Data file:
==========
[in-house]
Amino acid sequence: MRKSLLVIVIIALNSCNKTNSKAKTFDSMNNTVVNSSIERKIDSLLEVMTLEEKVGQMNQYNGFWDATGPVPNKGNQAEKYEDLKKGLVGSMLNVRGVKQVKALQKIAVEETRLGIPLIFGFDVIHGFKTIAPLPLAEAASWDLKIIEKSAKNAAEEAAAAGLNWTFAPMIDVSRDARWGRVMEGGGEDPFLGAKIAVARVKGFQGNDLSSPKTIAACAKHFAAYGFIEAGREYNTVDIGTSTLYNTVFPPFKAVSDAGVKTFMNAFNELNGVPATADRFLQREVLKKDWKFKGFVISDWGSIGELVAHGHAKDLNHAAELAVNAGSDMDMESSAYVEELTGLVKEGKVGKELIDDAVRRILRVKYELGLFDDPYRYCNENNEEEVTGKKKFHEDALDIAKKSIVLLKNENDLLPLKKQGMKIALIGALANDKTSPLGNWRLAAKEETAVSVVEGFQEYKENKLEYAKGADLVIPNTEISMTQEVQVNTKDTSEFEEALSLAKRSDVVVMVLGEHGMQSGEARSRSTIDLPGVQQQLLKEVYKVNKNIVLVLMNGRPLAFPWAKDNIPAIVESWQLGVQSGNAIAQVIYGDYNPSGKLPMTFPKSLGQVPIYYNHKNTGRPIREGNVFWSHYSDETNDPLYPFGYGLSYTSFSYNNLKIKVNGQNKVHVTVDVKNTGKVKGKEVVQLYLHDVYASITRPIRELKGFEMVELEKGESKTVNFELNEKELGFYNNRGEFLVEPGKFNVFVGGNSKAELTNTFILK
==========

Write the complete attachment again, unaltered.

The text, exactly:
[in-house]
Amino acid sequence: MRKSLLVIVIIALNSCNKTNSKAKTFDSMNNTVVNSSIERKIDSLLEVMTLEEKVGQMNQYNGFWDATGPVPNKGNQAEKYEDLKKGLVGSMLNVRGVKQVKALQKIAVEETRLGIPLIFGFDVIHGFKTIAPLPLAEAASWDLKIIEKSAKNAAEEAAAAGLNWTFAPMIDVSRDARWGRVMEGGGEDPFLGAKIAVARVKGFQGNDLSSPKTIAACAKHFAAYGFIEAGREYNTVDIGTSTLYNTVFPPFKAVSDAGVKTFMNAFNELNGVPATADRFLQREVLKKDWKFKGFVISDWGSIGELVAHGHAKDLNHAAELAVNAGSDMDMESSAYVEELTGLVKEGKVGKELIDDAVRRILRVKYELGLFDDPYRYCNENNEEEVTGKKKFHEDALDIAKKSIVLLKNENDLLPLKKQGMKIALIGALANDKTSPLGNWRLAAKEETAVSVVEGFQEYKENKLEYAKGADLVIPNTEISMTQEVQVNTKDTSEFEEALSLAKRSDVVVMVLGEHGMQSGEARSRSTIDLPGVQQQLLKEVYKVNKNIVLVLMNGRPLAFPWAKDNIPAIVESWQLGVQSGNAIAQVIYGDYNPSGKLPMTFPKSLGQVPIYYNHKNTGRPIREGNVFWSHYSDETNDPLYPFGYGLSYTSFSYNNLKIKVNGQNKVHVTVDVKNTGKVKGKEVVQLYLHDVYASITRPIRELKGFEMVELEKGESKTVNFELNEKELGFYNNRGEFLVEPGKFNVFVGGNSKAELTNTFILK